But make no mistake about it, everyone will focus on the part of the plan where new trails are recommended. The draft plan says Portland should improve all of its existing off-road facilities and develop “19 additional trail and bike park locations and three urban off-road cycling trail corridors.”
The plan splits up the recommendations into three categories: natural surface trails, urban trail corridors, and bicycle parks.
New bike parks — defined as places like pump tracks or skills trails where people can practice and learn — are recommended in 14-16 existing city parks (in addition to improving the ones that currently exist in Ventura Park, Gateway Green and New Columbia). Urban trail corridors — which “combine paved and unpaved trails to create longer and more varied riding experiences” — are recommended along the Springwater, the future NP Greenway path, and the I-205 path. And finally, new off-road cycling trails are recommended at the “Dog Bowl” at North Willamette and Jessup, Lesser Park in southwest, the Loll-Wildwood Natural Area, River View Natural Area, and Washington Park (in addition to improvements to existing trails at Gateway Green, Mt. Tabor Park, Powell Butte and Forest Park).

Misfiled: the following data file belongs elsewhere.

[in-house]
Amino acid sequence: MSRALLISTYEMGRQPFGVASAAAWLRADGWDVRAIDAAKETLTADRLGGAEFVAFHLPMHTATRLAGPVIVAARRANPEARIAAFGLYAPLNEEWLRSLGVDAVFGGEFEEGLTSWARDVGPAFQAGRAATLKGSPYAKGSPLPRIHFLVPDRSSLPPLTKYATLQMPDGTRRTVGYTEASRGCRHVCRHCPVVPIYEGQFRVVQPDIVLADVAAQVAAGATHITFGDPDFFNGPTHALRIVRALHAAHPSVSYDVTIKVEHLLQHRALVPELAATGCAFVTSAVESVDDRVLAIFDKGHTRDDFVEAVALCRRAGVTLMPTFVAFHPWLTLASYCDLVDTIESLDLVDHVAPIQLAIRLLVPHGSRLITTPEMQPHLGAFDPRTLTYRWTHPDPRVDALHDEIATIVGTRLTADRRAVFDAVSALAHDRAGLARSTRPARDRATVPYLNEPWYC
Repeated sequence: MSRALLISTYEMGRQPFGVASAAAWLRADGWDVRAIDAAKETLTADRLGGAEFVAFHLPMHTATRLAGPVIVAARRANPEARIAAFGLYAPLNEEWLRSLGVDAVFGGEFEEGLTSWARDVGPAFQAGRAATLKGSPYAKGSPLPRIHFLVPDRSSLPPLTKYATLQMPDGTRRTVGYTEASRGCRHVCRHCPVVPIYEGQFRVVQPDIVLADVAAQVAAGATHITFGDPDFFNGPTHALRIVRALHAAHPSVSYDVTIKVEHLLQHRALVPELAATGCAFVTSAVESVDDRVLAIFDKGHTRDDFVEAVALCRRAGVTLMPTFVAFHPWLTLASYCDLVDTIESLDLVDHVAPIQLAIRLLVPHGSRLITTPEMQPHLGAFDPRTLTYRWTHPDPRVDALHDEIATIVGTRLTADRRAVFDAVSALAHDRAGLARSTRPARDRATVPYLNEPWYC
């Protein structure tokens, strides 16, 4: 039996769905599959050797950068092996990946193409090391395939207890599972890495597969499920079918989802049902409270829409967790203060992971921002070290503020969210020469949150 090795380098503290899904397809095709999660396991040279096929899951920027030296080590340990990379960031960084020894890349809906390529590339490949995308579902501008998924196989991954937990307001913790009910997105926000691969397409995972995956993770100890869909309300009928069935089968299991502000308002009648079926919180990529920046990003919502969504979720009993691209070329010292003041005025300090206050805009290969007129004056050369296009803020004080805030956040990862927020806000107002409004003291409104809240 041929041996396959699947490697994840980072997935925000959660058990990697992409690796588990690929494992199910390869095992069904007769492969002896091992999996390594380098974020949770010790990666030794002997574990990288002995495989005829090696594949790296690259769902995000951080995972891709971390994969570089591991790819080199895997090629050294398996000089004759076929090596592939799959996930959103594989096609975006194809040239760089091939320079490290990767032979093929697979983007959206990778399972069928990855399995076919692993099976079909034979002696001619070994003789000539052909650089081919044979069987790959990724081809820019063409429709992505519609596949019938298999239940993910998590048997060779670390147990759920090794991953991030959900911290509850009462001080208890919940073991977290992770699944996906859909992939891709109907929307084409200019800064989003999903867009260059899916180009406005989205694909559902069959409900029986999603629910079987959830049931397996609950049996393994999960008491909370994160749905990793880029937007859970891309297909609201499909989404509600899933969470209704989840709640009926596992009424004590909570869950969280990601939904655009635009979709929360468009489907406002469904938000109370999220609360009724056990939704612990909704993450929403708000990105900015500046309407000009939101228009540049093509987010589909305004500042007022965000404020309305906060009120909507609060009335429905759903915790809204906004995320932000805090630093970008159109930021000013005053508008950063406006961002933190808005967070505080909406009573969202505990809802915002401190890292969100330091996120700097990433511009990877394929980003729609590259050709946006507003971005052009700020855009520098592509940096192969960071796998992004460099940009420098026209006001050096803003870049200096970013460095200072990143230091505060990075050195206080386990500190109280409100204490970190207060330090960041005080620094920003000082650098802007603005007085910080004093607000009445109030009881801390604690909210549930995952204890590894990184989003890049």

Among the most noteworthy recommendations are new riding facilities in Forest Park, River View, and Washington Park.
The plan devotes 12 pages to Forest Park (a historically contentious site we highlighted last year) and the five “conceptual trail improvements”. They’re all noteworthy given how Forest Park is ground zero for off-road biking potential in Portland. The recommendations include:
– Improve Firelane 1 and build a new trail parallel to Highway 30 (High Priority)
– Improve Firelane 4 and open it to off-road cycling (High Priority)
– Open Firelane 7, Firelane 7A and Oil Line Road to off-road cycling (Medium Priority)
– Improve cycling access to the park from the St. John’s Bridge (Medium Priority)
– Build a new trail south of NW 53rd Drive (Conditional)
And how about some dirt trails to ride in Washington Park? Here’s the recommendation on page 78:
Design and build a natural surface off-road cycling trail loop in the area east of Kingston Drive, as envisioned in the Draft Washington Park Master Plan. Trails could include a descending flow trail and an uphill skill trail. Building a trail here will require additional planning and community input.
If you care about riding in dirt without driving first, it’s well worth your time to peruse this draft plan. It’s the result of considerable work by BPS and a top-notch stakeholder committee. By the time the comment period closes and the plan is ultimately adopted by Council, the City will have spent well over two years creating it. Now is the time to help refine the plan by leaving comments between now and December 17th. The best way to share feedback is with this nifty online map where you can click on potential development sites, see what’s being considered, and then add your two cents.
Stay tuned for more analysis and opportunities to get involved as this plan continues to evolve and firm up.